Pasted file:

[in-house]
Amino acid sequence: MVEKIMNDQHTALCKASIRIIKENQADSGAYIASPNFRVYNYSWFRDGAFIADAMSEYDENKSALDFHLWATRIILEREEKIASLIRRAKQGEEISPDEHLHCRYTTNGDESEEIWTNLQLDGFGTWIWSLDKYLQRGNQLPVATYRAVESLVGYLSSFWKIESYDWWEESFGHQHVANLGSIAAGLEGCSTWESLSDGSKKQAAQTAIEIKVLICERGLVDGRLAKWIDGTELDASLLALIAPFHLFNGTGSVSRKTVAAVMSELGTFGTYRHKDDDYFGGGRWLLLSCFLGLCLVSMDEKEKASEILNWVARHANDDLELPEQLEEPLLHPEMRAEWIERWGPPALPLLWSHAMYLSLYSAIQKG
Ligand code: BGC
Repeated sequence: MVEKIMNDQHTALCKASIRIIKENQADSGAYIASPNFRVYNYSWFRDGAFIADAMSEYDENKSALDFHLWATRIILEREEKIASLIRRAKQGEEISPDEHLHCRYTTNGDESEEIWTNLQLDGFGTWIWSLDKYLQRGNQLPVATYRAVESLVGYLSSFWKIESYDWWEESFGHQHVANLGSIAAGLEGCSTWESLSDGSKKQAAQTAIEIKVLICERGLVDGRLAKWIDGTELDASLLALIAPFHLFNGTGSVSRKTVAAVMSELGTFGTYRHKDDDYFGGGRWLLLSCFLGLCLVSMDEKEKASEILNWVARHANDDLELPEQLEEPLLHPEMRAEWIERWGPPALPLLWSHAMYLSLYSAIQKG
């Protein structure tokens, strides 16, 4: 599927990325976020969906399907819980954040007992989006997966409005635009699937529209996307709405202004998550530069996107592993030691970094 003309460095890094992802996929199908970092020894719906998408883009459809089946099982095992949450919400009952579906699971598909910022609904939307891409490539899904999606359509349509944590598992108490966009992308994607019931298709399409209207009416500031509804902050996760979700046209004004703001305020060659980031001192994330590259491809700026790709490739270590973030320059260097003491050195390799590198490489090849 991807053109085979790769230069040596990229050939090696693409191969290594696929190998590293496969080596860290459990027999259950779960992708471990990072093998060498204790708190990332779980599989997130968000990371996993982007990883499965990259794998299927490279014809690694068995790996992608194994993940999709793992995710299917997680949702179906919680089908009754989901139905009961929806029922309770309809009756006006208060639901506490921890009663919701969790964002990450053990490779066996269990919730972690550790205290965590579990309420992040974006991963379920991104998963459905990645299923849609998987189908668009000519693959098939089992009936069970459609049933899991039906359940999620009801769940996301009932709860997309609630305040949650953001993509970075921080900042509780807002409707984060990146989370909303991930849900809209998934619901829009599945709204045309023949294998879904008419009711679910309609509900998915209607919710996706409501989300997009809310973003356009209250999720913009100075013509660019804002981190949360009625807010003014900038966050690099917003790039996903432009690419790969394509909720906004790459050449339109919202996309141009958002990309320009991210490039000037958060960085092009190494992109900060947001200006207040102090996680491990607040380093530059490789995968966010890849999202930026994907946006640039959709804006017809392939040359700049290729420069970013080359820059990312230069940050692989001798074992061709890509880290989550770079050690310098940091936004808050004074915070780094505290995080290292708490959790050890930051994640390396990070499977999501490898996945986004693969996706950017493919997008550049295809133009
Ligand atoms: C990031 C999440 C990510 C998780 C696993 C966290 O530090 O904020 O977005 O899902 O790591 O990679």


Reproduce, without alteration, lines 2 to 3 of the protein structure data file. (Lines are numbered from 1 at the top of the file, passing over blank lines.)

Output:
Amino acid sequence: MVEKIMNDQHTALCKASIRIIKENQADSGAYIASPNFRVYNYSWFRDGAFIADAMSEYDENKSALDFHLWATRIILEREEKIASLIRRAKQGEEISPDEHLHCRYTTNGDESEEIWTNLQLDGFGTWIWSLDKYLQRGNQLPVATYRAVESLVGYLSSFWKIESYDWWEESFGHQHVANLGSIAAGLEGCSTWESLSDGSKKQAAQTAIEIKVLICERGLVDGRLAKWIDGTELDASLLALIAPFHLFNGTGSVSRKTVAAVMSELGTFGTYRHKDDDYFGGGRWLLLSCFLGLCLVSMDEKEKASEILNWVARHANDDLELPEQLEEPLLHPEMRAEWIERWGPPALPLLWSHAMYLSLYSAIQKG
Ligand code: BGC